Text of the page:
Linchification – Meaning “thickening of the skin.” This seems to occur where the skin has experienced the most rubbing and scratching. For me, I have it on several areas. I have it on my abdomen right above my groin where my jeans rub against the skin. I also have it on my inner biceps right by my armpits; on my jawline; and on my wrists. The thickened skin on my jawline also oozes. Last month, all these areas had a hard, shiny and smooth appearance, like plastic. Pretty off-putting but hey. Linchification also means deep fissures in the skin, which looks like deep valleys in the natural landscape of the skin. The fissures occur where there the skin naturally folds, such as behind the elbows or folds where you have rolls on the stomach – sexy! I also get them in places where there aren’t any natural folds, like above the groin and below the abs.

sleepless

Even counting sheep got tiring for the sheep, lol

Difficulty Sleeping – See all other symptoms. They will keep you up! My sleeping patterns are all over the place. Sometimes I’m able to sleep throughout the night, although most nights I have a hard time trying to get comfortable. I’m either too warm or too cold. My skin is too wet from moisturizing or too dry from not moisturizing enough. I’m too itchy, too fidgety. Too on the edge. As a result, my sleep is very broken, waking up every couple hours. Taking antihistamines seems to be a necessity despite my efforts to avoid them. I seem to sleep better at my boyfriend’s and I think this has to do with my psychological state at home in my own bed where my thoughts are darkest. My room is very cluttered, messy and disorganized. Somehow improving your room with lighting or colour or de-cluttering might help you calm down.

desert

Dry as a desert

Dryness – This might be an obvious one, but it has to be said because it is a huge part of TSW. My skin is extremely dry. It hurts often, especially when turning or moving around. I can really feel the skin struggling to stretch when I move about. It’s a very strange feeling and probably makes me feel the most out-of-touch with my skin because the dryness makes it feel like non-skin, and more like there’s something just sitting on top of my body to protect it. Ew. The worst part is my neck because it feels uncomfortable whenever I turn my head.

According to Dr. Rapaport, the dryness is caused by the dysfunction of the adrenal glands. Apparently, the adrenals are responsible for a whole lot of things! Again, the hypo-cortisol state is responsible for the dysfunction of basic things in our bodies. The adrenals are responsible for manufacturing oil through our sebaceous glands in our pores. Hey Adrenals, get moving already!

hair loss

Jesse from Full House

Hair Loss – This seems to be a common symptom of TSW. Like some of my other symptoms, I’ve been experiencing this one over the course of  my intensive steroid use these last 3 years. (I have been using Clobestol the last 6, but have been using it heavily only the last 3 years). It has been especially noticeable Summer 2010-Spring 2011 and again all of 2012-2013. I’ve lost a 1/3 of my hair on my head to date, and 2/3 of my hair… ahem well, down there. I’ve had blood tests checking for possible reason for this hair loss without any indicators. My hairline has receded quite a bit, although I see baby hairs growing back already! Dr. Rapaport assures us that the hair will re-grow as we outgrow TSW.  Horrah!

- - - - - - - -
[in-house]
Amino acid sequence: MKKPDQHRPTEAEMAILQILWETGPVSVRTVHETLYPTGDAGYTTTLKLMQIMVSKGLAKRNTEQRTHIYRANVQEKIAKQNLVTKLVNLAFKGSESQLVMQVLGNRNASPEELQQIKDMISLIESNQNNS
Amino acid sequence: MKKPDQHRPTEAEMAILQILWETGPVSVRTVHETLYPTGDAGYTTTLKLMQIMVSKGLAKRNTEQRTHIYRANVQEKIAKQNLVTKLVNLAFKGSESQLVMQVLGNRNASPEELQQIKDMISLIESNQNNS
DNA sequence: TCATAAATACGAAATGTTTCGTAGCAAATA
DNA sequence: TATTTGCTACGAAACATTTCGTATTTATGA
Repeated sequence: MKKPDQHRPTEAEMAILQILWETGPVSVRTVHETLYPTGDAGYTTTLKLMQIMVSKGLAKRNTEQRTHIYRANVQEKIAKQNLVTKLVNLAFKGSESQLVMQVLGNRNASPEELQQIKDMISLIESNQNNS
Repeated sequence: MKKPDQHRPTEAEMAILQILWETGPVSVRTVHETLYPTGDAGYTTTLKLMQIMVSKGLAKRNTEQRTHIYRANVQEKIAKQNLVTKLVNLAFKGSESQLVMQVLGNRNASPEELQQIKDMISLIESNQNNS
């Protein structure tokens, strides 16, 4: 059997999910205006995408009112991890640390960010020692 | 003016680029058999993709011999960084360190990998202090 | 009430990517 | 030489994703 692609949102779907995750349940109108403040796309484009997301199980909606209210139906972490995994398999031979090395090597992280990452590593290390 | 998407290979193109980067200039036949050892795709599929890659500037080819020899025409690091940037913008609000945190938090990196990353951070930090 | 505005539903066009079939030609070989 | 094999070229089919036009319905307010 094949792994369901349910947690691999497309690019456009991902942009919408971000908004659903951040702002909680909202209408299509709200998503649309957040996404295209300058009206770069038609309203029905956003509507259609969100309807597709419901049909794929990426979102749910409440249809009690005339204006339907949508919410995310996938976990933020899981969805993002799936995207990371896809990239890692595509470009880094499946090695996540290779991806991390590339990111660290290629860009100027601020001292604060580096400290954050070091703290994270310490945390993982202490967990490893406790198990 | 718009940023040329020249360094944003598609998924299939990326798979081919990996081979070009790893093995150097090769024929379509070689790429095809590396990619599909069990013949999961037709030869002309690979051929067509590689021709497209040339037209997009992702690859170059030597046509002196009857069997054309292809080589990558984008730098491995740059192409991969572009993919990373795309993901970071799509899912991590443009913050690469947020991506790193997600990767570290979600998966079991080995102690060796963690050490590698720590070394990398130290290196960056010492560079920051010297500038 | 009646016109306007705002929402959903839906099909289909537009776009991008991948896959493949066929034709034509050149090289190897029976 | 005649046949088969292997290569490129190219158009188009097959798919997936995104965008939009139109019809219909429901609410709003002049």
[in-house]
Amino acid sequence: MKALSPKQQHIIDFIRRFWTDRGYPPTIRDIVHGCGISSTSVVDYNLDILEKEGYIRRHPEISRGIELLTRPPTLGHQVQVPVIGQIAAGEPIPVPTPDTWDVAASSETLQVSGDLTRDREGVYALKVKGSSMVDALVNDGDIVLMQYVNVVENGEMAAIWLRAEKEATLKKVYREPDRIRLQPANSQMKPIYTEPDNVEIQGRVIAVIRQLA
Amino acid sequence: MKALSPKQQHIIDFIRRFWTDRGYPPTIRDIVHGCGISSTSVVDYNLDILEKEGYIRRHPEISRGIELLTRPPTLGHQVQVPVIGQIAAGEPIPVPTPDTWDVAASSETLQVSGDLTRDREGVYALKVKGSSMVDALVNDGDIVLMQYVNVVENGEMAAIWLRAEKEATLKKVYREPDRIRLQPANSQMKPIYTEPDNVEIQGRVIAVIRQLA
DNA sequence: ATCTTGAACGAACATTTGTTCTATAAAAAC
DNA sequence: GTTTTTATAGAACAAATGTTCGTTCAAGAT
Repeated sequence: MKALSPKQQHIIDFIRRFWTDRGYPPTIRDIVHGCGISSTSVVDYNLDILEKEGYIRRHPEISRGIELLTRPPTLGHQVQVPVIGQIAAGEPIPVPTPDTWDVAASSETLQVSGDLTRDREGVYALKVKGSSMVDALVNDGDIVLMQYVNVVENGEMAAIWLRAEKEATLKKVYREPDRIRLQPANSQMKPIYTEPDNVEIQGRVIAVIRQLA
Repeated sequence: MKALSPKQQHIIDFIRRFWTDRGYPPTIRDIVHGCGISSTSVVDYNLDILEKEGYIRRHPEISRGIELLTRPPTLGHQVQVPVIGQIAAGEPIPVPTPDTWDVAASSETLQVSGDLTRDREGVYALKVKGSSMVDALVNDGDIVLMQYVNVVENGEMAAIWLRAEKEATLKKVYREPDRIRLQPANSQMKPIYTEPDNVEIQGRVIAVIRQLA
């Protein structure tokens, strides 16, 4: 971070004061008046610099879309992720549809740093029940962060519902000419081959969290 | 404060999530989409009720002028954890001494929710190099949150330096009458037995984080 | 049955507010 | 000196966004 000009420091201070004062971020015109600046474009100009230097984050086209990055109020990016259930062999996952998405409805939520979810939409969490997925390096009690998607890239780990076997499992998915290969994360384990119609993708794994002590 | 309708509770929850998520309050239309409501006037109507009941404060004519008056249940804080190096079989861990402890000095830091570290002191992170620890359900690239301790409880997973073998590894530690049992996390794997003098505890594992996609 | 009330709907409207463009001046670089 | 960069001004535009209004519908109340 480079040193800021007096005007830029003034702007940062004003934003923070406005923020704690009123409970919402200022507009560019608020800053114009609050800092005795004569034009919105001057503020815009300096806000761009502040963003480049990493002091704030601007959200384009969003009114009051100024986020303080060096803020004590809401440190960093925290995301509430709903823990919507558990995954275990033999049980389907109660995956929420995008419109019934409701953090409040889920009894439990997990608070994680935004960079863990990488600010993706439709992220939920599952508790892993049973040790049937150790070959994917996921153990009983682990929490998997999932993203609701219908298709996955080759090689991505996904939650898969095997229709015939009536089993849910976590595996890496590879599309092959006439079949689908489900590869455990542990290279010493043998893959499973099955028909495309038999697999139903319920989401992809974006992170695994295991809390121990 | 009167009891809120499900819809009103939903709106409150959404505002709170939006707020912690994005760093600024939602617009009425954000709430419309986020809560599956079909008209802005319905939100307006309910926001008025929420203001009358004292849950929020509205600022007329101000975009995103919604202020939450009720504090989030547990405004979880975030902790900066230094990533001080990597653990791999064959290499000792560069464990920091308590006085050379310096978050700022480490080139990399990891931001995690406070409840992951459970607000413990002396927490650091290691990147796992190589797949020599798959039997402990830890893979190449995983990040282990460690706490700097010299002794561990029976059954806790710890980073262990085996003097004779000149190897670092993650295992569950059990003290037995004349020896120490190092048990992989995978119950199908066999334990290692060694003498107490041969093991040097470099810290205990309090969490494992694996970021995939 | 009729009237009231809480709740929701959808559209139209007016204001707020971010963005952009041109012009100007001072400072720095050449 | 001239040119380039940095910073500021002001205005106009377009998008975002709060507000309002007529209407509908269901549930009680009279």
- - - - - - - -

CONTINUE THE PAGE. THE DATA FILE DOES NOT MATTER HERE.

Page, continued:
I haven’t read anything specifically on how the adrenals or TSW affect hair, but my best educated guess is that hair needs healthy skin for growth support. And well, us Red-Skinners just don’t have that…  yet!

Edit (April 27): Was looking at photos of myself from a few years back and realized that I’ve lost much more than 1/3 of my hair. I really had a full head of hair! I believe that it’s probably closer to 40-50% of hair that I’ve lost, rather than 30%. Will be taking photos of my hair progress as well now! See this more recent blog post to see how steroid addiction does affect hair growth negatively. Amazing difference.

Thoughts. My symptoms have been relatively mild this month, though it has kept me at home for the most part. I’ve turned even more into a hermit as I’ve been uncomfortable literally in my own skin. Some of these symptoms were present prior to complete withdrawal and I am not under any delusions my skin will be perfectly functional after TSW. The reality is that I will know what the true nature of my eczema is only after TSW. It seems as though withdrawal takes a very long time so it will be awhile until I will see dramatic improvement.

Some people who are TSW doubt that they have/had STA (topical steroid addiction) because their symptoms are so mild. I feel confident that I am experiencing withdrawal, even in a mild form. TSA/TSW explains the symptoms I’ve been having, which is unique from the “eczema” I was experiencing last year when I still intermittently on TS.

Although the #1 rule is to avoid giving yourself a time frame, I’m giving myself 1.5 year which is generous. Two years until I can be sure.  Many people see sustained improvement for a few months and then go through a flare, which is thought to be one last push by the body to detox. Although my symptoms are currently mild, I am preparing myself for the possibility of a bumpy ride down the road. Which reminds me of this song I was obsessed with in grade school… Bumpy Ride – by Robyn (1996)

History + First Month of TSW

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I am so tired today and not sure why ’cause I slept a good 9 hours. I wonder if it’s the stress. I’ve had days where I feel optimistic, then I’ll take a bath and I go scratch-crazy and feel like my world is upside down. My brain feels foggy and I’ve been wanting to write a solid blog post, but I feel like I could fall asleep right this very second if my head just rested more horizontally on this pillow…